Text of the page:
I’m unaware of any DNA testing lab that has yet built up a large enough database of Native American results to give a very definitive result, so records and research are still your best bet. I don’t know of any U.S. tribes that offer research help; in my experience they will direct you to do your own research.

  5. Deborah says:

    I am researching a family name, Timberlake. I am hoping to connect it to Henry Timberlake who took the Cherokees to England to meet the Queen. How would I go about it. Williamsburg, VA USA

  6. […] 3rd edition of ResearchBuzz, I clicked over to the latest Upfront With NGS Announcement, and on to the Fold3 blog – where I found the following information. I’ve been a Fold3 member since May of 2007. […]

  7. Zenith Harris says:

    I have been searching for my grandmother for years to no avail. Her name was Mattie Womack, not totally sure of the spelling. She died possibly in the 1920’s and may have been married to Nathan Harris. Any help would be so appreciated.

    • Missy says:

      Zenith, I looked on ancestry. There’s a marriage cert for a Mattie Womack and Nathan Harris in Arkansas, Desha County, March 1, 1925.


    • Diane Goodboe says:

      Mrs. Jones – Generally land deeds have always specified surface features. The boundaries are measured and spelled out and marked in the old days by stone cairns, a certain tree, a stream or river’s edge, a fence shared with a neighbor, etc. Nowadays they are usually required by the mortgage holder to be surveyed and marked by GPS, as this is more permanent and accurate.

      Mineral rights below ground tend not to be included unless specifically assigned to go with the land on the deed. Or, as it sounds is the case in your family, unless specifically retained by the seller, assuming the seller had the rights to them in the first place.

      That’s why oil/gas companies can drill under your land without your permission by drilling from a neighbor’s land (or land the company owns or leases) simply by drilling on a slant or horizontally until they hit deposits under your property. A lawyer familiar with mineral rights would be able to help you figure out your situation.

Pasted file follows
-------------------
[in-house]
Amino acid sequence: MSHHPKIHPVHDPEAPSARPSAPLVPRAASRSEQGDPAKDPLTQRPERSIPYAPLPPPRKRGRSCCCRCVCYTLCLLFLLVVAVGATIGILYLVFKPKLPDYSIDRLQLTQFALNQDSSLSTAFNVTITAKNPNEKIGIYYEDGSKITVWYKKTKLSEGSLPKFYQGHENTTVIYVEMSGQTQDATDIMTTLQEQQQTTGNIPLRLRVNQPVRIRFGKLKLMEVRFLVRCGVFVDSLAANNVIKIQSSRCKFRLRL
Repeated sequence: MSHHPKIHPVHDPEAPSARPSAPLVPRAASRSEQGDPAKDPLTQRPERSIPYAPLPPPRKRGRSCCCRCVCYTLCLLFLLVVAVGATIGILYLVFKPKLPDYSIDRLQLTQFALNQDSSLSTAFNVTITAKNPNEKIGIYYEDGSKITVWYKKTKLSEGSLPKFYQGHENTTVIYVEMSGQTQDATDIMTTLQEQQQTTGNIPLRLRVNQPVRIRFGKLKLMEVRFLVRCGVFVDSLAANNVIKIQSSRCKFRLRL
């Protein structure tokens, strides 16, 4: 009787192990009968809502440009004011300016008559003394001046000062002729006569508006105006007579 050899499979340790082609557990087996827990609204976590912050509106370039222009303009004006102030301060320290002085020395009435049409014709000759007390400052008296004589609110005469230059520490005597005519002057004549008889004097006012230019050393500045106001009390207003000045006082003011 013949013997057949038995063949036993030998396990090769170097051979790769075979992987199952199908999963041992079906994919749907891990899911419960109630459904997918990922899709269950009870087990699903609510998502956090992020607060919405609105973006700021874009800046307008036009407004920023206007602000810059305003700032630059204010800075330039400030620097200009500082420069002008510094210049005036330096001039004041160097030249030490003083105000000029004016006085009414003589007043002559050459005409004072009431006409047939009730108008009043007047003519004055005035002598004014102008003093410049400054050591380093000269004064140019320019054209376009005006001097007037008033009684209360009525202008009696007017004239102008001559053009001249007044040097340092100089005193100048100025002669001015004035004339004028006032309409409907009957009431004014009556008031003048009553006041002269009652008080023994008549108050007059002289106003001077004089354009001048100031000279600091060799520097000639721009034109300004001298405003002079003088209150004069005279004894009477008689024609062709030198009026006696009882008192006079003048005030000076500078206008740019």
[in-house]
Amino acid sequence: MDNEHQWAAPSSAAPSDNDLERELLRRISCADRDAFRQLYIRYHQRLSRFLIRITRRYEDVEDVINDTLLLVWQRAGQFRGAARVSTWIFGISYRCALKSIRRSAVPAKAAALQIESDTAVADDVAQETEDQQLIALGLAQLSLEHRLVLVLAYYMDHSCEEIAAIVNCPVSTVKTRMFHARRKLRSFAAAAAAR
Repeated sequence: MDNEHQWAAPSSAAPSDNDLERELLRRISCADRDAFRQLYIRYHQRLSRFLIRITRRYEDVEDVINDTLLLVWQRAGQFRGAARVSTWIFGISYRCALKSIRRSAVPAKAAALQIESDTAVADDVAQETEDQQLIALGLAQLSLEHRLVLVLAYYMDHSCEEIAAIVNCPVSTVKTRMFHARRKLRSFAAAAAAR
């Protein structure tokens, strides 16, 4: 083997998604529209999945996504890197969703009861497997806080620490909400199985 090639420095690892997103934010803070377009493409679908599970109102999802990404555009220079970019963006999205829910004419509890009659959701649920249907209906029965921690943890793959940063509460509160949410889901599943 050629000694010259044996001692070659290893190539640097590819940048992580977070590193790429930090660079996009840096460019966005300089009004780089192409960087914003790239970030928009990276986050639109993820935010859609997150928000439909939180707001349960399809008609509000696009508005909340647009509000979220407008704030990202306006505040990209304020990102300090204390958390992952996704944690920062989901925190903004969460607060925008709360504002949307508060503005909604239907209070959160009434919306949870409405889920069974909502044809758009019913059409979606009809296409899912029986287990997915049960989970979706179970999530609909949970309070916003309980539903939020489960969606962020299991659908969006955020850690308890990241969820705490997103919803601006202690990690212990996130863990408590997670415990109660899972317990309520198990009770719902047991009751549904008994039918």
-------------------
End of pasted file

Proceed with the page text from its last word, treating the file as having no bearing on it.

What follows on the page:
9. Ina says:

    I have an ancestor that was to have been from the Blackfoot tribe who moved from Canada and ended up in Iowa. I can’t find any info on her parents. Her name was Tabitha Jane Haskins and she was born in 1802 and died in Iowa in 1878. Any help would be appreciated.

  10. […] Free Access to the Native American Collection from Fold3 – From November 1-15! […]

  11. […] Free access to Native American collections through 15 November 2015 […]

  12. Lara says:

    I am looking for information on my grandfather’s lineage. His name was Robert Lee Adams, born on November 7, 1898 in Holmes County, Florida. He had a brother named Ollie D. and a sister named Alice Lee.

  13. […] To learn more about the contents of each of the collections visit the Fold3 blog at […]

  14. Robbin Smith says:

    Hi my parents are from south Shore KY mom’s Bettie Lee her parents Virgie Lee wolf and David Elvie Ratcliff my dad Raymond Ithel his parents were Hilda Ann walker and Raymond Ithel Crisp but his blood father was Sizemore we were told we have Cherokee blood please and thank you Robbin

  15. […] – and fold3 is offering free access to their Native American Collection until November […]

  16. Wanda Jenkins says:

    My great great grandmother Mary M Hyde (Hide) was born around 1830 in Georgia. She married James Anderson Burke (Burks, Burkes) he was born around 1830 in Ireland and married Mary 10-4-1853 in Whitfield, Georgia.
    The family story is she was Cherokee. My dad looks like he has a lot of Indian in him, very black hair and kind of dark complexion as well as one of my brothers..My problem is I cannot find any record of her birth or anything about her. No parents names either. How to I prove she was or not.

    • Missy says:

      I did a quick search on Ancestry, was she married 3 times?

      Is this her?

      If it’s the right one, I found two marriage certificates and a couple census records. She’s listed as white on the census.

    • Wanda Jenkins says:

      I don’t think it is her. James and Mary had a son my great grand father his name was John Willis Burks born 4/15/1854 in Georgia and he lived in Hot Springs, Ark and died 3/27/1934.
      I thought I found Mary M Burke in a 1860 census living in a residence of Sarah Dikes age 68, Mary M Burke age 31, MSJ Register Age 15,, EW Register age 11, Celia E Register age 9 , MJT Register age 6, and JBS Burk age 2 but that is not the right age for John in 1860 if he was born in 1854.
      No mention of James I know he lived till 1929 age 104 but I can’t find him where he died. The family story his she was a real short lady 4′ something and full blood Cherokee.

  17. […] FREE Access to Fold3’s Native American Collection – There are several Native American records available through Fold3, which are all available for FREE until 11/15/15. […]

  18. Tanis Wells says:

    I’m looking for Alfred Wells. Choctaw. Roll#6252 died 1924 in Oklahoma

  19. Tanis Wells says:

    Need relatives of Alfred Wells